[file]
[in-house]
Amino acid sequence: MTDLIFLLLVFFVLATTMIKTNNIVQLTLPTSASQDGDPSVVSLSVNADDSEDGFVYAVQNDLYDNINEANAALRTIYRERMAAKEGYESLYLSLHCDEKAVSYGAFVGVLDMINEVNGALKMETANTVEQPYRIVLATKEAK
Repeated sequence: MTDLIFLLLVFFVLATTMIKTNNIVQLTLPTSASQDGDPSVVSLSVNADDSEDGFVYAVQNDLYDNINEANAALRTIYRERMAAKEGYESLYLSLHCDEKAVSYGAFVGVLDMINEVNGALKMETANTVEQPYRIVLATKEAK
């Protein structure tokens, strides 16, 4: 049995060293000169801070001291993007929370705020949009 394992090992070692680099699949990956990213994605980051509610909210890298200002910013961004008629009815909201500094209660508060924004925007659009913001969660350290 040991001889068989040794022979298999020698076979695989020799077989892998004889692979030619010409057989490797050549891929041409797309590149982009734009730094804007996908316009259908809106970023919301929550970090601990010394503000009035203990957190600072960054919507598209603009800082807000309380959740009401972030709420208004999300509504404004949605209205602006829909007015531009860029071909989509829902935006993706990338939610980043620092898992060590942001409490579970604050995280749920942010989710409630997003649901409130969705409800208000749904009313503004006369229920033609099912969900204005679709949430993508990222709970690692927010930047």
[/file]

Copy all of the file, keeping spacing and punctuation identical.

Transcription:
[in-house]
Amino acid sequence: MTDLIFLLLVFFVLATTMIKTNNIVQLTLPTSASQDGDPSVVSLSVNADDSEDGFVYAVQNDLYDNINEANAALRTIYRERMAAKEGYESLYLSLHCDEKAVSYGAFVGVLDMINEVNGALKMETANTVEQPYRIVLATKEAK
Repeated sequence: MTDLIFLLLVFFVLATTMIKTNNIVQLTLPTSASQDGDPSVVSLSVNADDSEDGFVYAVQNDLYDNINEANAALRTIYRERMAAKEGYESLYLSLHCDEKAVSYGAFVGVLDMINEVNGALKMETANTVEQPYRIVLATKEAK
């Protein structure tokens, strides 16, 4: 049995060293000169801070001291993007929370705020949009 394992090992070692680099699949990956990213994605980051509610909210890298200002910013961004008629009815909201500094209660508060924004925007659009913001969660350290 040991001889068989040794022979298999020698076979695989020799077989892998004889692979030619010409057989490797050549891929041409797309590149982009734009730094804007996908316009259908809106970023919301929550970090601990010394503000009035203990957190600072960054919507598209603009800082807000309380959740009401972030709420208004999300509504404004949605209205602006829909007015531009860029071909989509829902935006993706990338939610980043620092898992060590942001409490579970604050995280749920942010989710409630997003649901409130969705409800208000749904009313503004006369229920033609099912969900204005679709949430993508990222709970690692927010930047």